Nebraska lawmakers: why do election workers need more legal protection?

Nebraska lawmakers seem cool on the idea of giving additional legal protections for poll workers based on First Amendment concerns and whether the new criminal penalties are truly needed.

Democratic State Sen. Eliot Bostar’s election workers’ safety bill would make it a misdemeanor to harass and harm election workers, including disseminating addresses and personal information and creating deep fakes of election workers within 60 days of an election.

A Brennan Center for Justice survey in March 2022 found that 20% of election officials are unlikely to stay in their jobs for the 2024 presidential election, up from 6% who previously said they would leave before the 2022 midterms.

The biggest reasons for their departure: attacks from political leaders on the U.S. election system and high stress in a job increasingly subjected to harassment and ridicule from conspiracy theorists who claim the 2020 election was stolen from former President Donald Trump.

“It is not merely a matter of protecting individual officials but preserving fundamental principles upon which our nation is founded,” Bostar said at the hearing.

More: Who's running this election anyway? High turnover and threats plague election offices

Nebraska state Sen. Eliot Bostar.
Nebraska state Sen. Eliot Bostar.

The bill received strong pushback from state Sen. Danielle Conrad of Lincoln, who showed concern about the legislation’s potential impact on First Amendment rights and whether it was necessary given current laws that already criminalize threats to election workers.

“I’m very, very concerned about the intersection of criminal law and the intersection with free expression and free speech that would need to be chilled underneath an approach like this,” Conrad said. “I just don’t think this bill is ready for prime time, and I don’t think it’s necessary.”

Gina Ligon, director of the University of Nebraska at Omaha’s National Counterterrorism Innovation, Technology and Education Center (NCITE), said the legislation is needed because many threats to election workers go unreported, and the threats continue.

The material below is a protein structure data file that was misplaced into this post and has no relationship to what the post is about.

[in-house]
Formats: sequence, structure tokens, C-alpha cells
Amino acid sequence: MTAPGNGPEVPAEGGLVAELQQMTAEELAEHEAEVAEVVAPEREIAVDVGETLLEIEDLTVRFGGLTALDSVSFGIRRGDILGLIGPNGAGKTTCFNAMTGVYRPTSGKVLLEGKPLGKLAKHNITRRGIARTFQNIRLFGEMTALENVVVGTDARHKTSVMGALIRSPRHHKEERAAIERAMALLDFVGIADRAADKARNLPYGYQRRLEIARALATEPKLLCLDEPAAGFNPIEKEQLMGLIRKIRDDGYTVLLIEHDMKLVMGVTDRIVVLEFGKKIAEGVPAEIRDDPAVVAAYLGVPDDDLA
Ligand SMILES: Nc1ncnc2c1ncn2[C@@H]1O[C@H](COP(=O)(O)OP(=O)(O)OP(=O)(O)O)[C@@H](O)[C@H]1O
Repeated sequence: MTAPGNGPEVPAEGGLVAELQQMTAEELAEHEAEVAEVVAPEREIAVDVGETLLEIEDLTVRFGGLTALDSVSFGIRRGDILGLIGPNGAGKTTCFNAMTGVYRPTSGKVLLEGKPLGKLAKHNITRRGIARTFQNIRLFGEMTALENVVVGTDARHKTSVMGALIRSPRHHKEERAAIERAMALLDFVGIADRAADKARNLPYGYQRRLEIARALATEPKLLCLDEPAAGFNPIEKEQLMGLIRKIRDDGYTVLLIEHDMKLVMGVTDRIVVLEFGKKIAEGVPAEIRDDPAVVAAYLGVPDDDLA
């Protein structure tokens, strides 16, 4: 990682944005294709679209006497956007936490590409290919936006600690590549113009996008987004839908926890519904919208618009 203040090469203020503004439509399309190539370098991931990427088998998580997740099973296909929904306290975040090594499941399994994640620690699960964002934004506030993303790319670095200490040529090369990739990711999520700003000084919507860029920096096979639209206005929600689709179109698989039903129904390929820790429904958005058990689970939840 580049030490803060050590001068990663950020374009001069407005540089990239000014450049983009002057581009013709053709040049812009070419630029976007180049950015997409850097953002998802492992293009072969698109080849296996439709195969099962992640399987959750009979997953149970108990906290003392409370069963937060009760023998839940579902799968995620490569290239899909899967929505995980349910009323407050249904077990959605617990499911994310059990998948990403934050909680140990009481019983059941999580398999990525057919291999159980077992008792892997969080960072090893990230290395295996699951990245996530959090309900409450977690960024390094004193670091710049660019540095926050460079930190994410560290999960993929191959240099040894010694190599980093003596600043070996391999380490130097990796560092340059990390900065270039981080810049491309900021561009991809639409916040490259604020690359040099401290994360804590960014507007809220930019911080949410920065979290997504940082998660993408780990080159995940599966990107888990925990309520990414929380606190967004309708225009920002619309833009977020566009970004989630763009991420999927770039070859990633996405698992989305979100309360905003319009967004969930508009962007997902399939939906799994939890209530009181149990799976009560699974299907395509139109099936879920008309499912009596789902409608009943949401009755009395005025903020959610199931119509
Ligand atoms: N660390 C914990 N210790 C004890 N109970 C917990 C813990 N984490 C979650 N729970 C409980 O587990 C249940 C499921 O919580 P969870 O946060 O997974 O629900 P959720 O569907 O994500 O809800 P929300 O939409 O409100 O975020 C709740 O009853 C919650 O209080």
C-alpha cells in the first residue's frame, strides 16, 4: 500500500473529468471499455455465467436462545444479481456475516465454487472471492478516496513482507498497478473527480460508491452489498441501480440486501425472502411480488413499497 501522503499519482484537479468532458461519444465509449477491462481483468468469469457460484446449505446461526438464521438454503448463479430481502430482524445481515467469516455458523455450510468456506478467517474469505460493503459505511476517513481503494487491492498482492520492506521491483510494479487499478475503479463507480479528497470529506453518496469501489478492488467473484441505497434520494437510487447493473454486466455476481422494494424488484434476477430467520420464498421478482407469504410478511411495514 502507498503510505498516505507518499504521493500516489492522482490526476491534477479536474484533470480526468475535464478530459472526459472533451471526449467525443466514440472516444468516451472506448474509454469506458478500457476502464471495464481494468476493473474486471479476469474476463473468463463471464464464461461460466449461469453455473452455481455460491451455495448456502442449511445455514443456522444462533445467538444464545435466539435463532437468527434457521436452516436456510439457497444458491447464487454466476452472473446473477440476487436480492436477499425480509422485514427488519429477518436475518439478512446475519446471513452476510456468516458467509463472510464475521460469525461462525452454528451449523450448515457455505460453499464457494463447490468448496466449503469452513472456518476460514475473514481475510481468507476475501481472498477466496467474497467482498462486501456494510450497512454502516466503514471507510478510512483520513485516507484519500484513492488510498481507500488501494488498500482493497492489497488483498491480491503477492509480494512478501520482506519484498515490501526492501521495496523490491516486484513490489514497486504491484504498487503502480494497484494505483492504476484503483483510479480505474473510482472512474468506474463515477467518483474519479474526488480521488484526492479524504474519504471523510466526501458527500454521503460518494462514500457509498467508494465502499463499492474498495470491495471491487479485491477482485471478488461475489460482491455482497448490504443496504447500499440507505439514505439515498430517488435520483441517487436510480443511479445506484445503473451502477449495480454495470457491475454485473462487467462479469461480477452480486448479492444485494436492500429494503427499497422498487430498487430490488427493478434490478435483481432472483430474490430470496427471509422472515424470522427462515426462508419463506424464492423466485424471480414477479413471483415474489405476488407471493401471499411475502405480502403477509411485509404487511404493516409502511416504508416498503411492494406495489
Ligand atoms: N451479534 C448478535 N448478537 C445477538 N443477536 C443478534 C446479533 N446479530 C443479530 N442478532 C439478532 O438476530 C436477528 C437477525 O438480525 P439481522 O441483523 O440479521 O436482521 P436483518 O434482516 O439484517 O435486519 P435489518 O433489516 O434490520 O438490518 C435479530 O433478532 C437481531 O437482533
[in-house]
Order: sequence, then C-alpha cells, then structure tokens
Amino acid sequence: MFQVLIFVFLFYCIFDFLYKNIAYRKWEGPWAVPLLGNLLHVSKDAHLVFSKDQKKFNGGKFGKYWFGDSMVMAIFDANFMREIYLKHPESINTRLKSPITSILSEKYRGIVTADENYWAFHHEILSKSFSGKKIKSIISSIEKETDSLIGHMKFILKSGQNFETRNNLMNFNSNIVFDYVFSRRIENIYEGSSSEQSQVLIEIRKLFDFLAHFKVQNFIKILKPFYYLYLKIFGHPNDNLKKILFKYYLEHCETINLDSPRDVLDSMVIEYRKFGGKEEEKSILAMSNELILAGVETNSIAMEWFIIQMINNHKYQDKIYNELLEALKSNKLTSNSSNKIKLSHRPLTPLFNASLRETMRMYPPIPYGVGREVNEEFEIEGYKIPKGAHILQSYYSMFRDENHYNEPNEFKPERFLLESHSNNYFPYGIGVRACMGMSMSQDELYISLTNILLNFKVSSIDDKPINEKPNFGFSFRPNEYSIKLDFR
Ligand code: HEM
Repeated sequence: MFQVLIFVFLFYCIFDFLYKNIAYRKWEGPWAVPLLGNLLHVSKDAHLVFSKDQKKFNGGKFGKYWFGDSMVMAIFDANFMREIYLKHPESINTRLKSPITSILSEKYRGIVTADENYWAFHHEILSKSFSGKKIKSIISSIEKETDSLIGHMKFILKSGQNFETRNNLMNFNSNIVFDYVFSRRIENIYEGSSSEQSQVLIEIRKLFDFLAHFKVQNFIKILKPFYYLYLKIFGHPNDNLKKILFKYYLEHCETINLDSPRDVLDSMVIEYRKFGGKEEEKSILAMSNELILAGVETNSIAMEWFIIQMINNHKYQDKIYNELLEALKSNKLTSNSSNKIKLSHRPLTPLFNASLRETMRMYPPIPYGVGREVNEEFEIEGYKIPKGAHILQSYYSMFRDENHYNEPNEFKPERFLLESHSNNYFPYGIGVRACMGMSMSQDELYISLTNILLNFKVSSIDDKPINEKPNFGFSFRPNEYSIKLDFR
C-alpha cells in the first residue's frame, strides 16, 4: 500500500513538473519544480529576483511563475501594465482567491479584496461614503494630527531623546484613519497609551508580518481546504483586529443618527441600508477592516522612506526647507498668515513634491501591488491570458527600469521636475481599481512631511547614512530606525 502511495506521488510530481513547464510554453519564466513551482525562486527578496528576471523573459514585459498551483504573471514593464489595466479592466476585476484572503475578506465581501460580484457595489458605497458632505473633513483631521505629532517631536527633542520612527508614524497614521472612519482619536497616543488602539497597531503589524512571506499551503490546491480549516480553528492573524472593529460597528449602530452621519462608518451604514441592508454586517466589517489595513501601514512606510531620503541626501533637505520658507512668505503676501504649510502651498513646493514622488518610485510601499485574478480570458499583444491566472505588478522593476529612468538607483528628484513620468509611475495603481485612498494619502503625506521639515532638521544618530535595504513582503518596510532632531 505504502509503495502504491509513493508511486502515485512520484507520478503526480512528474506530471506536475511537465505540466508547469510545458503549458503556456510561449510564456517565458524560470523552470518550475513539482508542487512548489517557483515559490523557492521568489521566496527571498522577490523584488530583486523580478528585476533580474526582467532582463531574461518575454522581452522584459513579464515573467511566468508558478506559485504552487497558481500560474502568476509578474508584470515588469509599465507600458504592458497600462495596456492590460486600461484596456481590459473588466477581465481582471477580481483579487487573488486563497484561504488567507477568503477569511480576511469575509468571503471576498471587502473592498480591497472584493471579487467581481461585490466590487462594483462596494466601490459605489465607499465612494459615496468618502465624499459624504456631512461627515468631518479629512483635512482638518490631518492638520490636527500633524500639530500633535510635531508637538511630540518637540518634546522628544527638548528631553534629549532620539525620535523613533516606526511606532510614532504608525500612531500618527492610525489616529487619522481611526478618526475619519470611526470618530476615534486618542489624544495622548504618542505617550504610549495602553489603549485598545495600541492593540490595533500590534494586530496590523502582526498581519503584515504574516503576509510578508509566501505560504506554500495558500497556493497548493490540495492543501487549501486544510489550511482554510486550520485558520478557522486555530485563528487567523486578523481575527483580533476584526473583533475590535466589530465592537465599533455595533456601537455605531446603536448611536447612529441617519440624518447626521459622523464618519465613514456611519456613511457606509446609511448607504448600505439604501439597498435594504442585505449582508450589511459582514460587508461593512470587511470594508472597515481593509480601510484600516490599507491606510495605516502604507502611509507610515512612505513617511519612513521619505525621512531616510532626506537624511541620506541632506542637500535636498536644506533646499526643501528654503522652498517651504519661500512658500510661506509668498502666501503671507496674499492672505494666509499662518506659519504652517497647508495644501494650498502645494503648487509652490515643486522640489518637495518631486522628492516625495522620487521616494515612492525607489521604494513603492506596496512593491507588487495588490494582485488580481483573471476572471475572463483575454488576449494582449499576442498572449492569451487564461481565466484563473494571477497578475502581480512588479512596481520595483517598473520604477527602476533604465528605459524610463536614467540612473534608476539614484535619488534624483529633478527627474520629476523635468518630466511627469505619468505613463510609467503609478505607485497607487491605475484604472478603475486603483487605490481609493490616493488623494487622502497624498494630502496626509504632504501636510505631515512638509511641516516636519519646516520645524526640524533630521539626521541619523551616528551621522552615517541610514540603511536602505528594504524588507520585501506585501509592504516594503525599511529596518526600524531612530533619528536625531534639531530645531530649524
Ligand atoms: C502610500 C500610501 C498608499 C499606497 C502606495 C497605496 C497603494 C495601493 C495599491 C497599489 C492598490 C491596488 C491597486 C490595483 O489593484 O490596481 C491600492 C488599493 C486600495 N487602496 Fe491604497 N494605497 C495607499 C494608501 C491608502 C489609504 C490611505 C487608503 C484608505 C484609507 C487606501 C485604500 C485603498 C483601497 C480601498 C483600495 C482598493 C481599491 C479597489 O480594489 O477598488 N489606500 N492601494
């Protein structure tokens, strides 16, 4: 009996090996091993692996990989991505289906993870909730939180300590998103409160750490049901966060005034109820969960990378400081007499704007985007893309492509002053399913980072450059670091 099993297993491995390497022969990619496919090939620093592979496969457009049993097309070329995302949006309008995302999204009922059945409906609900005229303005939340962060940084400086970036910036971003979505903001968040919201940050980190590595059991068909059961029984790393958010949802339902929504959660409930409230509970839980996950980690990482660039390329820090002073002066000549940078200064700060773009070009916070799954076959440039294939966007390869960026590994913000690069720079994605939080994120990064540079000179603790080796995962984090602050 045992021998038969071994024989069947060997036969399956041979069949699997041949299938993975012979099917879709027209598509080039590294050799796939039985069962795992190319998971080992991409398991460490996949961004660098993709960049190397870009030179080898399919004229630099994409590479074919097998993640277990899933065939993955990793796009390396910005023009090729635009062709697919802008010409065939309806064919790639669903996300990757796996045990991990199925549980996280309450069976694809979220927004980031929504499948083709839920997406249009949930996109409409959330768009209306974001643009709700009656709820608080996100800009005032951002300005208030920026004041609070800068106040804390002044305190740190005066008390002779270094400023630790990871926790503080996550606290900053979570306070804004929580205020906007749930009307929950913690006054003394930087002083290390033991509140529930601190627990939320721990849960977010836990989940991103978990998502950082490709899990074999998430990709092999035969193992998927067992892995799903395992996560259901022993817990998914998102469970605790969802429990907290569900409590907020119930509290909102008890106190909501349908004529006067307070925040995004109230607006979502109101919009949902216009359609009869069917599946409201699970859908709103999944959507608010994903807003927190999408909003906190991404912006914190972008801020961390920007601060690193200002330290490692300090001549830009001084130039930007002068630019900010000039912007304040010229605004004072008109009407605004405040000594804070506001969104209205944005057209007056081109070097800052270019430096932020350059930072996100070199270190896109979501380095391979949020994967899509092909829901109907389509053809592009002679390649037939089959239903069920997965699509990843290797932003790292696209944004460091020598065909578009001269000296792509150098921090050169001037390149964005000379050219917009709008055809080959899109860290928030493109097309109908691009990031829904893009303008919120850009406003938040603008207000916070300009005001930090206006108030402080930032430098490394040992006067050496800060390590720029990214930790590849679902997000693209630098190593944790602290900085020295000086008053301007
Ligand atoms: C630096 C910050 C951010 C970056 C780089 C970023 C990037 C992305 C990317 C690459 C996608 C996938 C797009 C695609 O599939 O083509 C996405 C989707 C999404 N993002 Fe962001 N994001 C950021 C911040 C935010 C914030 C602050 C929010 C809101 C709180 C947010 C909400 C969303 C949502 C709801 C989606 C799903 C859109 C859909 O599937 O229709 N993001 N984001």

“The trendline shows no signs of stopping,” said Ligon. “The bar for federal prosecutions is far too high, and our figure does not capture where most reporting starts, which is local.”

More: Could AI sway the 2024 election? Here's what's being done nationally to stop deepfakes.

Douglas County Election Commissioner Brian W. Kruse said there had been no credible, serious threats to election officials or workers in the state that he was aware of. Still, Hall County Election Commissioner Tracy Overstreet told the committee about a fake bomb that was sent to the commissioner’s office in 2020 that led to an evacuation and numerous poll workers never to return.

Both commissioners agreed the bill’s ban on disseminating deep fakes of election workers 60 days before an election is important but should be implemented year-round.

“Election security is a 365-day year issue, not just an election season issue,” Kruse said to the committee.

The committee has yet to take action on the legislation

This article originally appeared on USA TODAY: Nebraska lawmakers ask why election workers need more legal protection